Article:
Second Arizona Police Officer Killed By Gunfire This Year

Second Arizona Police Officer Killed By Gunfire This Year

By Corinne Murdock |

On Tuesday, Yavapai County Sheriff’s Office lost an officer to gunfire: Sergeant Richard Lopez, 51. Lopez’s death marked the second officer killed in the line of duty this year. White Mountain Apache Tribal Police Department Officer Adrian Lopez, Sr., was killed by gunfire on June 2. 

According to the latest National Fraternal Order of Police (FOP) counts released earlier this month, there have been 14 officers shot in the line of duty so far this year in Arizona. Since that report, at least one unidentified Phoenix police officer was shot. That’s more than double the total number of officers shot last year (six). Only one law enforcement official, Drug Enforcement Administration (DEA) Group Supervisor Michael Garbo, was killed by gunfire last year. 

National attention fixated on the increased violence against officers last December when Phoenix Police Officer Tyler Moldovan sustained near-fatal injuries from eight gunshot wounds. At the time, Moldovan hadn’t yet received his official police badge. He finally received it on Sunday.

According to the FOP, ambush-style attacks on law enforcement nationwide increased by 115 percent last year. 

Lopez was in pursuit of a theft suspect, later found barricaded in his home and placed in custody on first-degree murder charges. In a press conference on Tuesday, Yavapai County Sheriff’s Office said they wouldn’t divulge more on the arrest because they lacked the details. The Arizona Department of Public Safety has taken over the investigation.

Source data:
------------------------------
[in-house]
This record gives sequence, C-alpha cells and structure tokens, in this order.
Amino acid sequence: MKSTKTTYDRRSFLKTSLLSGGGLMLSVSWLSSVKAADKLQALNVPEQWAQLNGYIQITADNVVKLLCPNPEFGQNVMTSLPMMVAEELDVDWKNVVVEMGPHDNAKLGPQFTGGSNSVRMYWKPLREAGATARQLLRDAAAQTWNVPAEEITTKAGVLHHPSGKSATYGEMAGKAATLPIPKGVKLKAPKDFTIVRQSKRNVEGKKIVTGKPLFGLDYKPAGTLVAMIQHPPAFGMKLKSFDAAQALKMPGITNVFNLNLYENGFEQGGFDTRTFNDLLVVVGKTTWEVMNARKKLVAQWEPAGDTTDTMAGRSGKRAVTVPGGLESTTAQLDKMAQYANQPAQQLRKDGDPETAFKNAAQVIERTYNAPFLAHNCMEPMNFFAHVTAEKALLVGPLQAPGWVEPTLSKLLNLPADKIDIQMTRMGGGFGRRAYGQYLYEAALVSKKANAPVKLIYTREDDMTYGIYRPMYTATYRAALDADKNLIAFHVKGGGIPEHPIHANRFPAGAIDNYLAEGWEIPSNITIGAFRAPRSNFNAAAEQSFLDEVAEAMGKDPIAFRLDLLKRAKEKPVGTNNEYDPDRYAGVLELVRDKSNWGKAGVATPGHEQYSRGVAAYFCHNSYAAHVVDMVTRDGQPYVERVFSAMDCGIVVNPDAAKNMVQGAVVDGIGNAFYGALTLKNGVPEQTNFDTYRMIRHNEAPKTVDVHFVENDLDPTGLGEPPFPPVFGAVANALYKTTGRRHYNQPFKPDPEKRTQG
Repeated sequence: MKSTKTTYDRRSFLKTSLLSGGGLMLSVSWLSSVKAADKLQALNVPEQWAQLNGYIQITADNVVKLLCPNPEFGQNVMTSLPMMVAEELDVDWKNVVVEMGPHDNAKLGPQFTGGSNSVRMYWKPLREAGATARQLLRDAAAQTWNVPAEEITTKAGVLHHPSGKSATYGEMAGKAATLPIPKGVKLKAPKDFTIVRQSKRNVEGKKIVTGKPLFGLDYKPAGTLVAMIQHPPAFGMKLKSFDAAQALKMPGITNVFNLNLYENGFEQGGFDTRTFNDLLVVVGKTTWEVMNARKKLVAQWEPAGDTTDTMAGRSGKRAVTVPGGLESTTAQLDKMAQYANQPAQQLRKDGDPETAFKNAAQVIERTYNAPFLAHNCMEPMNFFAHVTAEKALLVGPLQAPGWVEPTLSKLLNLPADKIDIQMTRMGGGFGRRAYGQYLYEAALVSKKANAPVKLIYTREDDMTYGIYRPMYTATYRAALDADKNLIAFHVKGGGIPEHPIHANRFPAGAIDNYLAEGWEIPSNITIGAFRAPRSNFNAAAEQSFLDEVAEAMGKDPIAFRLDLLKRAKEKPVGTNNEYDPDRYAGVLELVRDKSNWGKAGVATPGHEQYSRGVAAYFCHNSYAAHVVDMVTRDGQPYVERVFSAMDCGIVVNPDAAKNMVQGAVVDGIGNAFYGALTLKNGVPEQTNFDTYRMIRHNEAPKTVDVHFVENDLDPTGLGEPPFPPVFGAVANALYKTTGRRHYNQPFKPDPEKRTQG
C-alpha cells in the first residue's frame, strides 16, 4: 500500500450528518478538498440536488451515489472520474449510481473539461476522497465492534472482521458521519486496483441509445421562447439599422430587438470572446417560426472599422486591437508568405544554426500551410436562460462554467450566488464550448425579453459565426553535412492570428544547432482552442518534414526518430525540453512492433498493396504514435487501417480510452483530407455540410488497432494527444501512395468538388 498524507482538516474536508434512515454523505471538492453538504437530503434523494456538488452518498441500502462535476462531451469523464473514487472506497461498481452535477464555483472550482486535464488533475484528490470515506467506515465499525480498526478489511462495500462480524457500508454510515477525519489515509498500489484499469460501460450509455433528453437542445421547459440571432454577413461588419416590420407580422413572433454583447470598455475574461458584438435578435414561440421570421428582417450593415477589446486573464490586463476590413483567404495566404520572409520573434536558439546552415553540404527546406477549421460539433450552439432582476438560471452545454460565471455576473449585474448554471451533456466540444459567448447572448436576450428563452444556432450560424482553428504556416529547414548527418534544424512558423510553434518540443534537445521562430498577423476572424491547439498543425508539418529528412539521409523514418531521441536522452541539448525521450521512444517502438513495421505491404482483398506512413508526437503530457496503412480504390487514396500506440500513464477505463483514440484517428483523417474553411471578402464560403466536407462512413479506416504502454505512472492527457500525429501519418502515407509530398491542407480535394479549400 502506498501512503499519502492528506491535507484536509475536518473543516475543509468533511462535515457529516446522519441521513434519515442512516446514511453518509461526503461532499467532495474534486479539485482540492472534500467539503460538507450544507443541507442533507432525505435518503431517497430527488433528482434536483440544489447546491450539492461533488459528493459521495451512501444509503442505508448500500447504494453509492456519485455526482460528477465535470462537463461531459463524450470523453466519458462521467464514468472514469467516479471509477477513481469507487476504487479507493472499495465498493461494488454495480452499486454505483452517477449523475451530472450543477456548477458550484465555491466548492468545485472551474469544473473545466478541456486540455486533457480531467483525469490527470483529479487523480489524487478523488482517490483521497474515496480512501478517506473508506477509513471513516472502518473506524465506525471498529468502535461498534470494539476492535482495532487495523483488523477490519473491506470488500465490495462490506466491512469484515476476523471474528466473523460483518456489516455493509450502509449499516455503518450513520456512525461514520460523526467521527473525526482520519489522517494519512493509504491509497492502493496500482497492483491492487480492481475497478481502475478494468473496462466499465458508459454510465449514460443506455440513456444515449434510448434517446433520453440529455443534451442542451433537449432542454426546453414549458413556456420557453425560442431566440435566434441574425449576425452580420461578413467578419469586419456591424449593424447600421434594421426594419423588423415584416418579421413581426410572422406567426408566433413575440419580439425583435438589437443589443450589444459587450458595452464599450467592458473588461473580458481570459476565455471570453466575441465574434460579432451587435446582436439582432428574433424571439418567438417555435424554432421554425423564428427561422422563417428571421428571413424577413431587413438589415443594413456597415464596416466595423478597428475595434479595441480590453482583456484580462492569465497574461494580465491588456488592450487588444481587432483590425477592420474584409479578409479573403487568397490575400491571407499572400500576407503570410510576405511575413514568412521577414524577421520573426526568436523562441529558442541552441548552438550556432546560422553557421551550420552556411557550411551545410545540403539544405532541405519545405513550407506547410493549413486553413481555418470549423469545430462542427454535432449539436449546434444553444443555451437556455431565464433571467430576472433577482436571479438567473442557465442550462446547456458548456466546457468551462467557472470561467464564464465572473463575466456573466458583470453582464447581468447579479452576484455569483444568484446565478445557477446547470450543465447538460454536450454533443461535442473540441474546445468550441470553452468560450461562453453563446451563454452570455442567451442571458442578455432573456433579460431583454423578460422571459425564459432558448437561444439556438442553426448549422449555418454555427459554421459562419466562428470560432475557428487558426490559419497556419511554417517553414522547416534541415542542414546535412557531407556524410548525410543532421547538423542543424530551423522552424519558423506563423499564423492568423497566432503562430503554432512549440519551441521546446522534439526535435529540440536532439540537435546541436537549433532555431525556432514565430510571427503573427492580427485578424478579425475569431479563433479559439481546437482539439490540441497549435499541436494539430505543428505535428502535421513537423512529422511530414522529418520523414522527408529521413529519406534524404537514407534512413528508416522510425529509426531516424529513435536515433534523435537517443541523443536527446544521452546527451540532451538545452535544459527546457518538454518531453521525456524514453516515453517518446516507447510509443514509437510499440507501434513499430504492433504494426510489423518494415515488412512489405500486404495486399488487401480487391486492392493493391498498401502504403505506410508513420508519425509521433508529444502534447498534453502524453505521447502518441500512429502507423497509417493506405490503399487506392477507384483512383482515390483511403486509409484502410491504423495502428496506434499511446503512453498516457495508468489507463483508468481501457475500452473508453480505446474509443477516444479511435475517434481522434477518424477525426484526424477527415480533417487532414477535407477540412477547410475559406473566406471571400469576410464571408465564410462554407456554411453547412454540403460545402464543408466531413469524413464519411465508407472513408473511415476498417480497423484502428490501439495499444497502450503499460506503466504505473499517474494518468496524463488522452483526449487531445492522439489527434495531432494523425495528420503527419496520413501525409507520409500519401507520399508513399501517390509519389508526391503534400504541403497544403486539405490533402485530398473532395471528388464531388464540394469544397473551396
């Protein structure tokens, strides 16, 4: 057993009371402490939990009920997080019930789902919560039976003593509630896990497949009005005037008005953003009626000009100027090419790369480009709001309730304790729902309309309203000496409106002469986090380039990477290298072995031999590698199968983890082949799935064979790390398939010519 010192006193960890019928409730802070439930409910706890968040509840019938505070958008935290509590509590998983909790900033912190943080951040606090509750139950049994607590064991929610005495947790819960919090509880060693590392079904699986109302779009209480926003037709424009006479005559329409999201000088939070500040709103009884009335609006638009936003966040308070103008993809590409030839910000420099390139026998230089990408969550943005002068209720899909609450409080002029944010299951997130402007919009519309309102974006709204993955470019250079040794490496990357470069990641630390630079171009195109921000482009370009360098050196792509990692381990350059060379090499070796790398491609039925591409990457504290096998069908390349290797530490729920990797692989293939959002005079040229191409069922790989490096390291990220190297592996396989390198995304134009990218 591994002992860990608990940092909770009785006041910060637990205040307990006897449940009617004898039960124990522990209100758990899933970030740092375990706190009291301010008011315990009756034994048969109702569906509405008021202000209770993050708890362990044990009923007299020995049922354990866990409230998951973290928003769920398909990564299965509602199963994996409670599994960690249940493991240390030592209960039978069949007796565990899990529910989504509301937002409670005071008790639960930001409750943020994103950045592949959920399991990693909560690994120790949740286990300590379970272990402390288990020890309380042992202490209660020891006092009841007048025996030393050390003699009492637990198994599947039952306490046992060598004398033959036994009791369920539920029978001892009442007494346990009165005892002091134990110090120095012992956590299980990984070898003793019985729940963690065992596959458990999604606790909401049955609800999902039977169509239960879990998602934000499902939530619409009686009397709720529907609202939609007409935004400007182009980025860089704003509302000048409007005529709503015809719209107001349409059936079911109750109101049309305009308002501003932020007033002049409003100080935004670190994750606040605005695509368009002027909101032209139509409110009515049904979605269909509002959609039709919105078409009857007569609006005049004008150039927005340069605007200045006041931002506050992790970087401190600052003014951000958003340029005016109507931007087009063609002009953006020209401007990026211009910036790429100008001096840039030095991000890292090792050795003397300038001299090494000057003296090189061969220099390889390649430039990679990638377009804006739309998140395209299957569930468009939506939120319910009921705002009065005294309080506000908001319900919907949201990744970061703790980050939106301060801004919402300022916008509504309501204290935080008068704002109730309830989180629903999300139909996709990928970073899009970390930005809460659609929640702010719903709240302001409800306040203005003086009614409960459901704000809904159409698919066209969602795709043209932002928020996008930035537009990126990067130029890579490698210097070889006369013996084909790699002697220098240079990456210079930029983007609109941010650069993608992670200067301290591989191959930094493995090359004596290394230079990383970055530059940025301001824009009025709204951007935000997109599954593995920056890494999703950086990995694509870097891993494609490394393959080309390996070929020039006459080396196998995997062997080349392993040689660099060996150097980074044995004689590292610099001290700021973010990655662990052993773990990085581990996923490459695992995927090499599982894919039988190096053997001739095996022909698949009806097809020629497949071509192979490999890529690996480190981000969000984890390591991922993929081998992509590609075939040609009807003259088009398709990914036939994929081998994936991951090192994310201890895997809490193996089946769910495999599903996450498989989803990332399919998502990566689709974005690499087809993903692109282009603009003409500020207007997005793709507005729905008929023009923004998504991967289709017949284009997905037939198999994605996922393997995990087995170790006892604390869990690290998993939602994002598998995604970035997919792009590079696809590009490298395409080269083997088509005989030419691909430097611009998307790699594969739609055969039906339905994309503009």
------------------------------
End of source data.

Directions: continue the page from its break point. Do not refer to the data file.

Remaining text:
Governor Doug Ducey was one of many who condemned the lawlessness that led to Lopez’s death.

Sheriff David Rhodes shared that Lopez was known affectionately as “R-Lo,” and a regular participant of the community outreach event for underprivileged or struggling families, “Shop With a Cop.” Lopez leaves behind a wife and two daughters. 

“I can’t think of anything low enough to speak of this shooter, this person that decided to take this life. We’re hurt,” said Rhodes. “I’ll tell you this — the violence against law enforcement, it’s escalating everywhere. And it has got to stop.”

Corinne Murdock is a reporter for AZ Free News. Follow her latest on Twitter, or email tips to

Unilever Reverses Ben & Jerry’s Israel Boycott; Arizona Treasurer Hesitant to Reinvest

Unilever Reverses Ben & Jerry’s Israel Boycott; Arizona Treasurer Hesitant to Reinvest

By Corinne Murdock |

On Wednesday, Unilever sold its Ben & Jerry’s business in Israel to its current licensee, American Quality Products (AQP), effectively reversing the ice cream brand’s boycott of Israeli-occupied territory they believed belonged to Palestinians, or “Occupied Palestinian Territory” (OPT). The move came about six months before Ben & Jerry’s license agreement there was set to expire. Ben & Jerry pledged to continue selling in Israel through a different arrangement after that — just not within OPT.

The British consumer goods conglomerate asserted in a press release that they weren’t supportive of Ben & Jerry’s boycott, which they implied was antisemitic. The company explained that it was slow to take action on the boycott, which began last July, because they wanted to conduct an extensive review with parties involved, including the Israeli government. 

“Unilever rejects completely and repudiates unequivocally any form of discrimination or intolerance. Antisemitism has no place in any society. We have never expressed any support for the Boycott Divestment Sanctions (BDS) movement and have no intention of changing that position,” wrote Unilever. 

The conglomerate expressed hope that the Israeli and Palestinian governments could reach a peaceful resolution in their conflict. 

Ben & Jerry’s insisted that their boycott wasn’t rooted in antisemitism.